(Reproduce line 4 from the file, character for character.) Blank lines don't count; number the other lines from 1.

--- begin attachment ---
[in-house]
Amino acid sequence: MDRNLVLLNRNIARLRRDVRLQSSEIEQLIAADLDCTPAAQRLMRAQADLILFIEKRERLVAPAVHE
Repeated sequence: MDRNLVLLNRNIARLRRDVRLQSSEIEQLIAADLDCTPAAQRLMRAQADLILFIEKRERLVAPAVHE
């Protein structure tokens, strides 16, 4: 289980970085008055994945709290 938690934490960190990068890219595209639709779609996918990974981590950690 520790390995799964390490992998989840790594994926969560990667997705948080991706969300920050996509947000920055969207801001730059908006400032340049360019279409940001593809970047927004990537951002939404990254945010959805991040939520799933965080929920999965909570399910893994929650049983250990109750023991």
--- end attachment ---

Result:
């Protein structure tokens, strides 16, 4: 289980970085008055994945709290 938690934490960190990068890219595209639709779609996918990974981590950690 520790390995799964390490992998989840790594994926969560990667997705948080991706969300920050996509947000920055969207801001730059908006400032340049360019279409940001593809970047927004990537951002939404990254945010959805991040939520799933965080929920999965909570399910893994929650049983250990109750023991």